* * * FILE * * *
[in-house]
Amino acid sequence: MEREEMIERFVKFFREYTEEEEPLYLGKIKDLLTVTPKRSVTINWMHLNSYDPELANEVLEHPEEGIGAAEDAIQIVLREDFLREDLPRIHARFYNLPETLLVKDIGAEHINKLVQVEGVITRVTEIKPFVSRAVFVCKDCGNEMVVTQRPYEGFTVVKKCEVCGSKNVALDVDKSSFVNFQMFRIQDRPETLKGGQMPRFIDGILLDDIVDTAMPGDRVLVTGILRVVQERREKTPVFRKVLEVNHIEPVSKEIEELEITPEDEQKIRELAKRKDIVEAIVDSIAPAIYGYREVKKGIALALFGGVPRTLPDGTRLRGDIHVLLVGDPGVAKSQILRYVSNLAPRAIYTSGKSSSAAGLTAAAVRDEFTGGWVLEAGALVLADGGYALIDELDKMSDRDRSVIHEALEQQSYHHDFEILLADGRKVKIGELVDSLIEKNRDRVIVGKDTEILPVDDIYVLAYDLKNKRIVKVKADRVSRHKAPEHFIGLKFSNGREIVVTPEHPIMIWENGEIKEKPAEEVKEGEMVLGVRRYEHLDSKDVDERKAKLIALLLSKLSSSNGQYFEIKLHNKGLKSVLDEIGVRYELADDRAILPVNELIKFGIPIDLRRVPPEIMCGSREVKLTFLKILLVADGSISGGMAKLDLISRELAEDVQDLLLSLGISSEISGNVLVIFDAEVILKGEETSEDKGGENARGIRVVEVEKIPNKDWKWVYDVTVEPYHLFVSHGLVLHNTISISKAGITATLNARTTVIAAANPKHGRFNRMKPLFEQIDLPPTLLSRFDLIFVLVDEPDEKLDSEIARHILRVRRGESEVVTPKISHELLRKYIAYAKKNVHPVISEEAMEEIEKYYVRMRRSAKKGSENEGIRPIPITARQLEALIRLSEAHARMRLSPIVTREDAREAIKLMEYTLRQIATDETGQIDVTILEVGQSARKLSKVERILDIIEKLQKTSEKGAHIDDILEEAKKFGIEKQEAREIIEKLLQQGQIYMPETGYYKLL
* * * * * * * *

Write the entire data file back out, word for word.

[in-house]
Amino acid sequence: MEREEMIERFVKFFREYTEEEEPLYLGKIKDLLTVTPKRSVTINWMHLNSYDPELANEVLEHPEEGIGAAEDAIQIVLREDFLREDLPRIHARFYNLPETLLVKDIGAEHINKLVQVEGVITRVTEIKPFVSRAVFVCKDCGNEMVVTQRPYEGFTVVKKCEVCGSKNVALDVDKSSFVNFQMFRIQDRPETLKGGQMPRFIDGILLDDIVDTAMPGDRVLVTGILRVVQERREKTPVFRKVLEVNHIEPVSKEIEELEITPEDEQKIRELAKRKDIVEAIVDSIAPAIYGYREVKKGIALALFGGVPRTLPDGTRLRGDIHVLLVGDPGVAKSQILRYVSNLAPRAIYTSGKSSSAAGLTAAAVRDEFTGGWVLEAGALVLADGGYALIDELDKMSDRDRSVIHEALEQQSYHHDFEILLADGRKVKIGELVDSLIEKNRDRVIVGKDTEILPVDDIYVLAYDLKNKRIVKVKADRVSRHKAPEHFIGLKFSNGREIVVTPEHPIMIWENGEIKEKPAEEVKEGEMVLGVRRYEHLDSKDVDERKAKLIALLLSKLSSSNGQYFEIKLHNKGLKSVLDEIGVRYELADDRAILPVNELIKFGIPIDLRRVPPEIMCGSREVKLTFLKILLVADGSISGGMAKLDLISRELAEDVQDLLLSLGISSEISGNVLVIFDAEVILKGEETSEDKGGENARGIRVVEVEKIPNKDWKWVYDVTVEPYHLFVSHGLVLHNTISISKAGITATLNARTTVIAAANPKHGRFNRMKPLFEQIDLPPTLLSRFDLIFVLVDEPDEKLDSEIARHILRVRRGESEVVTPKISHELLRKYIAYAKKNVHPVISEEAMEEIEKYYVRMRRSAKKGSENEGIRPIPITARQLEALIRLSEAHARMRLSPIVTREDAREAIKLMEYTLRQIATDETGQIDVTILEVGQSARKLSKVERILDIIEKLQKTSEKGAHIDDILEEAKKFGIEKQEAREIIEKLLQQGQIYMPETGYYKLL